• Blackthorn blossoms before its leaves start to show, whereas hawthorn flowers after its leaves have emerged. This is one of the best tips for identifying the two species in spring.
    • Blackthorn usually flowers first, from around March to June.
    • Hawthorn flowers from around April to June.
    • Hawthorn petals are rounded and fuller than those of blackthorn.


With quite distinct leaf shapes, the two species are easier to tell apart once the flowers have faded.

  • Blackthorn leaves are oval with a toothed edge
  • Hawthorn leaves are lobed with jagged edge


Blackthorn's oval leaves (left) are easy to tell apart from the lobed leaves of hawthorn (right).



The fruits of these two spiny species can be seen around the same time, but there is no mistaking which is which.


This produces one of our better known berries - sloes. These sour blue-black fruits measure about 1cm across and grow from around September to December. Commonly used for flavouring gin, sloes are also popular for making wine and preserves.


Thesebranches are adorned by deep red haw berries from around September to November. They are an important food source for birds and small mammals, and can be eaten by people too. You could get a mild stomach upset if you eat them raw – they’re much better in jellies, wines and ketchups.



Prunus cerasus - sour cherry or dwarf cherry

Growing to about 5 metres it is among the smaller varieties with twiggy branches and smaller leaves with short stemmed red fruit. The bark of the tree is reddish-brown and shiny, with peeling horizontal strips. The branches spread upwards and have smooth twigs.





Prunus padus - bird cherry or hackberry

A species of cherry, a deciduous small tree or large shrub up to 16m tall which has flowers in racemes and the fruit is very bitter.





Prunus mume - Chinese or Japanese plum and Japanese apricot

The flower, a favourite subject in the traditional painting and poetry of East Asia, is usually called plum blossom. This distinct tree species is related to both the plum and apricot trees. Although generally referred to as a plum in English, it is more closely related to the apricot. Prunus mume is a deciduous tree that starts to flower in mid-winter, typically around January until late February. It can grow to 10 metres tall. The flowers are 2.0 – 2.5cms in diameter and have a strong fragrant scent.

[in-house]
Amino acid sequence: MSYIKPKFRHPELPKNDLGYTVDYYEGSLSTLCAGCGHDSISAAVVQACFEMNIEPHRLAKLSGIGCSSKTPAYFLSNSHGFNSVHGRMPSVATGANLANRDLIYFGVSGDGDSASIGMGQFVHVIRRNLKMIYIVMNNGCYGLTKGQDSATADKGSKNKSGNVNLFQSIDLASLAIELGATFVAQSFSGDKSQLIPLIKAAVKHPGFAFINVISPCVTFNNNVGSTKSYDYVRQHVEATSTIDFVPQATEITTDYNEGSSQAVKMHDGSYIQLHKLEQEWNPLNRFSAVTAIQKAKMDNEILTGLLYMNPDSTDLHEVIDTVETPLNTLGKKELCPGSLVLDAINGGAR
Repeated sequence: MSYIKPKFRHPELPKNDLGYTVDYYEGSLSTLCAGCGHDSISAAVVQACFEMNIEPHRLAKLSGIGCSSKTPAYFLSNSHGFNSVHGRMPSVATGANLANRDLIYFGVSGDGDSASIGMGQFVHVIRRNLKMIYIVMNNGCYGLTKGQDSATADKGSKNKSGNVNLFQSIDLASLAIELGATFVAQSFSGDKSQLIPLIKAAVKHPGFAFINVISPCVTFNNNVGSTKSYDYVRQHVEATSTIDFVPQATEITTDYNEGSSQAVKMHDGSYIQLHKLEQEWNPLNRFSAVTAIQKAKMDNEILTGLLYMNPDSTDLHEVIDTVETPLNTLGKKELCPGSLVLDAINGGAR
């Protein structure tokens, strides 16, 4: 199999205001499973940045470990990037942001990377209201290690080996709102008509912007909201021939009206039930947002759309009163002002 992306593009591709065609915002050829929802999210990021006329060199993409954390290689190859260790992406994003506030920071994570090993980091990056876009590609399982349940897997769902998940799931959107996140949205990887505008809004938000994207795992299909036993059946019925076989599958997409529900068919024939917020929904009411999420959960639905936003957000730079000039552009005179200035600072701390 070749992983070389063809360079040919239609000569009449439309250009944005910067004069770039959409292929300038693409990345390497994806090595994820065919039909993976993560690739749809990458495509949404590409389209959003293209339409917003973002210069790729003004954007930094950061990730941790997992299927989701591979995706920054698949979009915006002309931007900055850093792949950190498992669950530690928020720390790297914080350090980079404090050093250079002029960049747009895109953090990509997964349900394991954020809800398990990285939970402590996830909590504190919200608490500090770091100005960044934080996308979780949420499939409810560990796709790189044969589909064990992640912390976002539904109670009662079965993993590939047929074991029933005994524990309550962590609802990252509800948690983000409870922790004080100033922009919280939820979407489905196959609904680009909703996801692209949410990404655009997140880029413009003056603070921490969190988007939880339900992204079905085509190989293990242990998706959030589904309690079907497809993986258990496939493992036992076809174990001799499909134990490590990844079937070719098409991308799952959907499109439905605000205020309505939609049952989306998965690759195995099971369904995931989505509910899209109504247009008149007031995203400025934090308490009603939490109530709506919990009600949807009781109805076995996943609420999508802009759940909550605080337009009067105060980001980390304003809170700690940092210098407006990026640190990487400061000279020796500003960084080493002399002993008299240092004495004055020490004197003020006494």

Prunus as bonsai:

For bonsai, Prunus   lends itself to a number of styles, the most common being informal upright. Once allowed to grow to the size intended, it is thereafter a case of maintaining the tree’s shape with occasional pruning. This is best done either during the winter months before the flowers are produced. Further trimming can be done to maintain the shape once the flowers are gone but while the leaves are still in place during mid- to late summer.

Pests and Diseases:

As a species, the main problem affecting Prunus is foliar disease such as leaf scorch or leaf spot, caused by a fungus and which leads to yellow or brown leaves. The problem is best dealt with by collecting and destroying the affected leaves which then reduces the amount of fungus available for infection the following year.

Another problem can be canker; this is where branches or stems have malformed areas on them, often with a dark gum oozing from the damaged area. The only option in resolving the problem is removal of the affected wood as no chemical treatment is currently available at present.